Patients will appreciate your disclosing what prosthesis or plate you use in surgery or, more important, whether you have any financial reason for using a specific prosthesis or plate. In 2008, an article in The Journal of Bone and Joint Surgery—American discussed the increase in the use of intramedullary nailing for fixation of intertrochanteric hip fractures over the use of a sliding compression screw and plate. The authors hypothesized that one reason for the shift was the higher reimbursement for the nailing procedure (approximately $250). I laughed at that because it is such a small amount that I, at least, wouldn’t even consider that as a motive. But if you choose a nail over a plate, the patient should be made aware of your choice and the reasons for it.

Up front and honest
Similarly, the important point about implants is to be up front with the patient about his or her total joint prosthesis or any implant. Recently, a higher-than-anticipated rate of revision was found with metal-on-metal (MOM) implants, based on registry data, and the United Kingdom’s Medicines and Healthcare Regulatory Products Agency (MHRPA)(similar to the U.S. Food and Drug Administration [FDA]) issued an alert to its members.

It should be noted that the FDA has not issued any recall or alert on this topic, and that the implant that was the subject of a second alert from the MHRPA is not available for sale in the United States. This issue includes a roundtable discussion on MOM prostheses by six noted total joint surgeons, some who use MOM prostheses and some who don’t. The message of the roundtable is not whether one prosthesis or one combination of surfaces is better than another or whether MOM prostheses are good or bad, but to alert our members and, more important, to alert our patients.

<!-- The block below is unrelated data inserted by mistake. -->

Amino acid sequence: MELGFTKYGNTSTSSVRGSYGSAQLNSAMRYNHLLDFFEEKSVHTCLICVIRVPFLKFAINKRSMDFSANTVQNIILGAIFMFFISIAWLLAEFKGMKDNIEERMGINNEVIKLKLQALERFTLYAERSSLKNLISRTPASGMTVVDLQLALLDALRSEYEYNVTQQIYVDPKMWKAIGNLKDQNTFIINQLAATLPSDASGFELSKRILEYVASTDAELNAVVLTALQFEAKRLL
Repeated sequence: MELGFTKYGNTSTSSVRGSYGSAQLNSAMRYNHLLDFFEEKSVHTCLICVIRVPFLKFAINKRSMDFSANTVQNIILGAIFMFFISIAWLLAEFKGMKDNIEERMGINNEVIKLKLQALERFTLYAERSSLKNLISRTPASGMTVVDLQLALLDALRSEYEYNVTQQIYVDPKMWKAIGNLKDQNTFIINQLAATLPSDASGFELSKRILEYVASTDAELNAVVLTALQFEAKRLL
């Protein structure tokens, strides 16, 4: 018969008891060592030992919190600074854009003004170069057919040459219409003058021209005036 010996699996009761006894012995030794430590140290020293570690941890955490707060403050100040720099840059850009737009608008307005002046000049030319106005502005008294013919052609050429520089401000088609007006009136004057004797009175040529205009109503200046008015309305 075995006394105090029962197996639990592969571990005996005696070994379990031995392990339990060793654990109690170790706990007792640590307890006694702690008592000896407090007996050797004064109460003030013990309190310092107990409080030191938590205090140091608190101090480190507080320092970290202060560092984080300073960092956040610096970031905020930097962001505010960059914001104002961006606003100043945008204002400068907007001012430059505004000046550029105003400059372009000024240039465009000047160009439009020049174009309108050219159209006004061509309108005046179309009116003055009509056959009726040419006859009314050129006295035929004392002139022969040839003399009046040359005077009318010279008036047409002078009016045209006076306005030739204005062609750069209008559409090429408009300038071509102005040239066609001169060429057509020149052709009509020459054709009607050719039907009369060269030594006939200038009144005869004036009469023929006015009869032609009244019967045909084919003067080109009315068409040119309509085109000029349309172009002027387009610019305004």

Some orthopaedists may argue that the probability of problems is small and the alert is not justified. I can’t comment on that fact, but I can comment that in the world of ligitation, it is important to inform the patient of potential problems—no matter what the probability of occurrence. I can hear it now: “Doctor, when did you learn about the alert?” and “Doctor, when did you inform your patient about the problem?”

As medical professionals and orthopaedic surgeons, we must be honest with our patients concerning the latest alert about MOM implants. Although only a small percentage of patients may be involved, we must take responsibility, do the “next right thing,” and be transparent when dealing with our patients. For the public, it may be perception, which is an important component of trust, but for our patients, it is real—both perception and reality are important.

So, how do we do the right thing?

  • Disclose to the patient and discuss the type of implant being used and our reasons for its selection.
  • Stay up-to-date on any patient safety alerts or device recalls from manufacturers, the FDA, or similar agencies.
  • Follow the recommendations when an alert is issued, particularly with regard to patient notification and follow-up.
  • Take responsibility to identify why and to rectify any “malfunctioning” implant.

We need to be honest with our patients to maintain their trust. We need to be transparent with them, fully disclosing any and all relationships with industry. Just as we have a frank discussion with our patients about the possible complications of a surgical procedure or medication, we should discuss the implant and any relationship with its manufacturer. At this critical time in medicine, we need to maintain our patients’ trust, not lose it.